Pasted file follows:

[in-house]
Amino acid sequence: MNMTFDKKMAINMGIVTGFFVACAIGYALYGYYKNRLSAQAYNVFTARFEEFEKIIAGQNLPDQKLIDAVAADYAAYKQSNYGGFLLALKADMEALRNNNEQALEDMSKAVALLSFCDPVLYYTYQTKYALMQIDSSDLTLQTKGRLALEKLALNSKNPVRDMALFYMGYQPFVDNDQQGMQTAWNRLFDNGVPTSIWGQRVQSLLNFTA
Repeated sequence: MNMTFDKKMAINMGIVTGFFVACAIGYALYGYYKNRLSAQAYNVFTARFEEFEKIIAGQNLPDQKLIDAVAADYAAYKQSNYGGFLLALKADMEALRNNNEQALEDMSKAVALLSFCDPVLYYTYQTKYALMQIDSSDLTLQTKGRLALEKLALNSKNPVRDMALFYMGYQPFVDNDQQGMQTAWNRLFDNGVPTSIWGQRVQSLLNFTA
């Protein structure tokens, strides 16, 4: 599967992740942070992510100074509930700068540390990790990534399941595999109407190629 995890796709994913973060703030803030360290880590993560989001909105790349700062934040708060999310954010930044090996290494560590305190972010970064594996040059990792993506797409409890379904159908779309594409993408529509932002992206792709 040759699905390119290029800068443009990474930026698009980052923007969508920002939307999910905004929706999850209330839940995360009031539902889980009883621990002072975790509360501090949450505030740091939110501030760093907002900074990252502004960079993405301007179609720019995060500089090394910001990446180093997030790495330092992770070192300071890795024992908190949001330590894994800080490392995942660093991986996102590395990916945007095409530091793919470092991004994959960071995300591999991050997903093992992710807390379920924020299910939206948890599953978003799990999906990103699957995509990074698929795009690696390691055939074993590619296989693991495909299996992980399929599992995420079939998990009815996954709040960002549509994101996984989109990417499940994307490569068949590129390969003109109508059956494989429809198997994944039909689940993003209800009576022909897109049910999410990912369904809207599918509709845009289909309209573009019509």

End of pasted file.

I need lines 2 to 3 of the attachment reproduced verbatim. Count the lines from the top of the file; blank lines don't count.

Amino acid sequence: MNMTFDKKMAINMGIVTGFFVACAIGYALYGYYKNRLSAQAYNVFTARFEEFEKIIAGQNLPDQKLIDAVAADYAAYKQSNYGGFLLALKADMEALRNNNEQALEDMSKAVALLSFCDPVLYYTYQTKYALMQIDSSDLTLQTKGRLALEKLALNSKNPVRDMALFYMGYQPFVDNDQQGMQTAWNRLFDNGVPTSIWGQRVQSLLNFTA
Repeated sequence: MNMTFDKKMAINMGIVTGFFVACAIGYALYGYYKNRLSAQAYNVFTARFEEFEKIIAGQNLPDQKLIDAVAADYAAYKQSNYGGFLLALKADMEALRNNNEQALEDMSKAVALLSFCDPVLYYTYQTKYALMQIDSSDLTLQTKGRLALEKLALNSKNPVRDMALFYMGYQPFVDNDQQGMQTAWNRLFDNGVPTSIWGQRVQSLLNFTA